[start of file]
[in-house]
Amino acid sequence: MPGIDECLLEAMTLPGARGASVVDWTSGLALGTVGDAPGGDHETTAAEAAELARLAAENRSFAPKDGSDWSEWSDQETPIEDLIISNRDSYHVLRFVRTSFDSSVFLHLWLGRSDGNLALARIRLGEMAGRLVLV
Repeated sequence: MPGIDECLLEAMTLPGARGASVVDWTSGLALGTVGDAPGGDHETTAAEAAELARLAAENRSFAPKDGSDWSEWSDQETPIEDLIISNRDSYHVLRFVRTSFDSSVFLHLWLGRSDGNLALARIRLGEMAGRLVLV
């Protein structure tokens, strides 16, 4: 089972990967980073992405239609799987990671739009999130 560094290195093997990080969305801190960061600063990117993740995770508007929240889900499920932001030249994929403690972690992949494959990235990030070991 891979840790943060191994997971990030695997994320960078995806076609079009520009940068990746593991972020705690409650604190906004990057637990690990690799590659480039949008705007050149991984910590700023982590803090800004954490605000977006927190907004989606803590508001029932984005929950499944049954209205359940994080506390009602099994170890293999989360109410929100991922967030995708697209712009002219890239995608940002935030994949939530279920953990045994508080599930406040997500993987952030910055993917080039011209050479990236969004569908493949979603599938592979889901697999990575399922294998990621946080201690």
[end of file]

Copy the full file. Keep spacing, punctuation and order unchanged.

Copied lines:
[in-house]
Amino acid sequence: MPGIDECLLEAMTLPGARGASVVDWTSGLALGTVGDAPGGDHETTAAEAAELARLAAENRSFAPKDGSDWSEWSDQETPIEDLIISNRDSYHVLRFVRTSFDSSVFLHLWLGRSDGNLALARIRLGEMAGRLVLV
Repeated sequence: MPGIDECLLEAMTLPGARGASVVDWTSGLALGTVGDAPGGDHETTAAEAAELARLAAENRSFAPKDGSDWSEWSDQETPIEDLIISNRDSYHVLRFVRTSFDSSVFLHLWLGRSDGNLALARIRLGEMAGRLVLV
């Protein structure tokens, strides 16, 4: 089972990967980073992405239609799987990671739009999130 560094290195093997990080969305801190960061600063990117993740995770508007929240889900499920932001030249994929403690972690992949494959990235990030070991 891979840790943060191994997971990030695997994320960078995806076609079009520009940068990746593991972020705690409650604190906004990057637990690990690799590659480039949008705007050149991984910590700023982590803090800004954490605000977006927190907004989606803590508001029932984005929950499944049954209205359940994080506390009602099994170890293999989360109410929100991922967030995708697209712009002219890239995608940002935030994949939530279920953990045994508080599930406040997500993987952030910055993917080039011209050479990236969004569908493949979603599938592979889901697999990575399922294998990621946080201690």